In the ever-shifting landscape of cyberthreats and attacks, having access to timely information and intelligence is vital and can make a big difference in protecting organizations and firms against data breaches and security incidents.
Malicious actors are getting organized, growing smarter and becoming more sophisticated, which effectively makes traditional defense methods and tools significantly less effective in dealing with new threats constantly appearing on the horizon.
One solution to this seemingly unsolvable problem is the sharing of threat intelligence in order to raise awareness and sound the alarm about new attacks and data breaches as they happen. This way we can avoid major security incidents from recurring and prevent emerging threats from claiming more victims.
Threat intelligence sharing has risen in prominence, giving birth to initiatives such as the Cyber Threat Alliance, a conglomeration of security solution vendors and researchers that have joined forces to collectively share information and protect their customers. We’ve also seen government-led efforts, such as the Cybersecurity Information Sharing Act (CISA), which is meant to ease the way for businesses to join the threat information sharing movement.
The evolution of cyberthreat intelligence sharing is culminating in the development of platforms and standards that help organizations gather, organize, share and identify sources of threat intelligence. Cyberthreat intelligence is also shortening the useful lives of attacks and is putting a heavier burden on attackers who want to stay in business.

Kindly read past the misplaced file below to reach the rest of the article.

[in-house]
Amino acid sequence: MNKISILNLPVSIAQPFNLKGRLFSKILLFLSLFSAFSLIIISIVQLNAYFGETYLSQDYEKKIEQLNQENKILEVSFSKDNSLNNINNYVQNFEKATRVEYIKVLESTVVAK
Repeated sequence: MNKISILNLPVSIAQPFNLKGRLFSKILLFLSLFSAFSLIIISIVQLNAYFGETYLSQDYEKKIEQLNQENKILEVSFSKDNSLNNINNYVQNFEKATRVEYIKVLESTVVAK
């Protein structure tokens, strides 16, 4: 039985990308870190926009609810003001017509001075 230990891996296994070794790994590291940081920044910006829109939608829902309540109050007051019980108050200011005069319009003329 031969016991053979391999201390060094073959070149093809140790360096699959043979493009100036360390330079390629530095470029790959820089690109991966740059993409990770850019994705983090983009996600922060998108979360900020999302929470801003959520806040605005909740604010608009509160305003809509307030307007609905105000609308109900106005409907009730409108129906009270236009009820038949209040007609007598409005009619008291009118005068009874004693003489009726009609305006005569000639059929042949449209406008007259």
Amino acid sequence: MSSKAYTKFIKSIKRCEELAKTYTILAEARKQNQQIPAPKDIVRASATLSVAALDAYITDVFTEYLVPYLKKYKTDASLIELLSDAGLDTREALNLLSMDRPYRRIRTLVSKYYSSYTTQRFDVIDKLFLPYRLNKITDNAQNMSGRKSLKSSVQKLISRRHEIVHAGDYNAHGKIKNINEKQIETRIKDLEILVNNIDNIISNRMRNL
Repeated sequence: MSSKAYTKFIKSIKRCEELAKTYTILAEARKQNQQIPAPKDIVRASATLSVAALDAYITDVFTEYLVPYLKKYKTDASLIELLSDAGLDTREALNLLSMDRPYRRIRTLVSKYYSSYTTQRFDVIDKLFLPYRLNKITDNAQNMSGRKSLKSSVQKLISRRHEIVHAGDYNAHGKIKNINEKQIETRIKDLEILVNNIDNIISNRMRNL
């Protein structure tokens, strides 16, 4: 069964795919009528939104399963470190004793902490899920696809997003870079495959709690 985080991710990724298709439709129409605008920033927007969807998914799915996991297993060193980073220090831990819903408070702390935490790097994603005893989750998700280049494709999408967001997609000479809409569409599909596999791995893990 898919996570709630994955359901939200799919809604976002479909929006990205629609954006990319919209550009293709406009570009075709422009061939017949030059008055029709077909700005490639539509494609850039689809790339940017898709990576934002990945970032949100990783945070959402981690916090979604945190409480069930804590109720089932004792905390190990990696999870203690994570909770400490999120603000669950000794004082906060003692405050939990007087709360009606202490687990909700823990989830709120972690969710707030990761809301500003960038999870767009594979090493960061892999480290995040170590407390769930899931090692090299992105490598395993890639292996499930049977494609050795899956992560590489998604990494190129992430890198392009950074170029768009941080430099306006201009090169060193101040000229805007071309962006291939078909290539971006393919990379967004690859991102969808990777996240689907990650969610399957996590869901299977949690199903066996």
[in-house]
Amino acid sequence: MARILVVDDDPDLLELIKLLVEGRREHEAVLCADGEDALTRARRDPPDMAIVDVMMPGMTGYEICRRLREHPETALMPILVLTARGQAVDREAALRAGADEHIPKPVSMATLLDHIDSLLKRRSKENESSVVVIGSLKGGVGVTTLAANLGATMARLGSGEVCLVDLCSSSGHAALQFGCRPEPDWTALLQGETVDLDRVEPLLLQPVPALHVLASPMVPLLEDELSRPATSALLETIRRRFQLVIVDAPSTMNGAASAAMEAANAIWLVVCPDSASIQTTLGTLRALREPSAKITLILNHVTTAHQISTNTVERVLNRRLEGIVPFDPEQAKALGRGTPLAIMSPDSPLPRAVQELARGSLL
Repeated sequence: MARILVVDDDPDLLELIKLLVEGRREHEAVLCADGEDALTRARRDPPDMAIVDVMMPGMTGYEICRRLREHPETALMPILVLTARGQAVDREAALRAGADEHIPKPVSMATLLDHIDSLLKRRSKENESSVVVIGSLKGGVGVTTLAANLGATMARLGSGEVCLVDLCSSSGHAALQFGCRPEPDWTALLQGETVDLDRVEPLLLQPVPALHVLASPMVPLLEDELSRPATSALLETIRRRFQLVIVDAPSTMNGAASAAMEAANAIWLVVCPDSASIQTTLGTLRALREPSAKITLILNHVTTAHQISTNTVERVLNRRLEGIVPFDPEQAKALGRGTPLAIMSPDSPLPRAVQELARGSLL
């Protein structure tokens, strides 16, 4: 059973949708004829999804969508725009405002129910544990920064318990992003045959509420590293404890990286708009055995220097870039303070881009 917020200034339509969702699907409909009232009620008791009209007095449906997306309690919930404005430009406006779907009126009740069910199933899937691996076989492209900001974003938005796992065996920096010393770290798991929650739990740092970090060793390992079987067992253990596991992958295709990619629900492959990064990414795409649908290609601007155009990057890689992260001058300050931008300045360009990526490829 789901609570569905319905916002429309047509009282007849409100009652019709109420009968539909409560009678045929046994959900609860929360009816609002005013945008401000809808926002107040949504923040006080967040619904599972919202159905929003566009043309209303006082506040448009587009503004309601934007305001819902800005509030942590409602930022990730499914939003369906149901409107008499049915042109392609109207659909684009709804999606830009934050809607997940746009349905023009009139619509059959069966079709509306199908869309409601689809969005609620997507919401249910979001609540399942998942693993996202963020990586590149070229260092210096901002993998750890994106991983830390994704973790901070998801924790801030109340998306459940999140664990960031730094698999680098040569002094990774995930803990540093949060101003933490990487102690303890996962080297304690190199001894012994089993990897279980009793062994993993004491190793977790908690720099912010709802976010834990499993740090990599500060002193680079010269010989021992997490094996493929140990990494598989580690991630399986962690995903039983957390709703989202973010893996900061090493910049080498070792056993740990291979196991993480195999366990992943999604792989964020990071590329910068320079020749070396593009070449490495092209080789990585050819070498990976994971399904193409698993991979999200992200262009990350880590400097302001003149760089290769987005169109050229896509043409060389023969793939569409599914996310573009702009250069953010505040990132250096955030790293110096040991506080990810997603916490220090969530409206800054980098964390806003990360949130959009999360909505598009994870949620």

There’s still a long way to go, but the inroads made are already showing promising signs.
Dealing with constant changes in the threat landscape
Information gleaned from internal networks and virus definition repositories can serve as sources of threat intelligence, but much more needs to be done to deal with the constant stream of malicious IPs and domains, hacked and hijacked websites, infected files and phishing campaigns that are being spotted on the Internet.
“Today’s cyber threat landscape is polymorphic in nature — constantly changing and making it nearly impossible to detect with traditional security approaches,” says Grayson Milbourne, Security Intelligence Director at cybersecurity firm Webroot. The company’s 2016 Threat Brief has found that 97 percent of 2015’s malware have been seen on a single endpoint, and more than 100,000 new malicious IP addresses are launched every day.
“Given the evolution of malicious code and constantly changing environments, it’s critical that security controls adapt quickly and dependably,” Milbourne says, and he underlines the need to stay ahead of current threats and be able to predict future attacks, which can be achieved through the use of a collective threat intelligence ecosystem.
Many tech firms are now offering security solutions founded on the cyberthreat intelligence sharing concept. Webroot’s own proprietary intelligence sharing platform, BrightCloud, gleans threat intelligence from endpoints and combines it with input from security vendors to provide valuable real-time insights into threats and greater visibility into the behavior of an attack.
Threat intelligence sharing should become an essential aspect of any organization’s security program.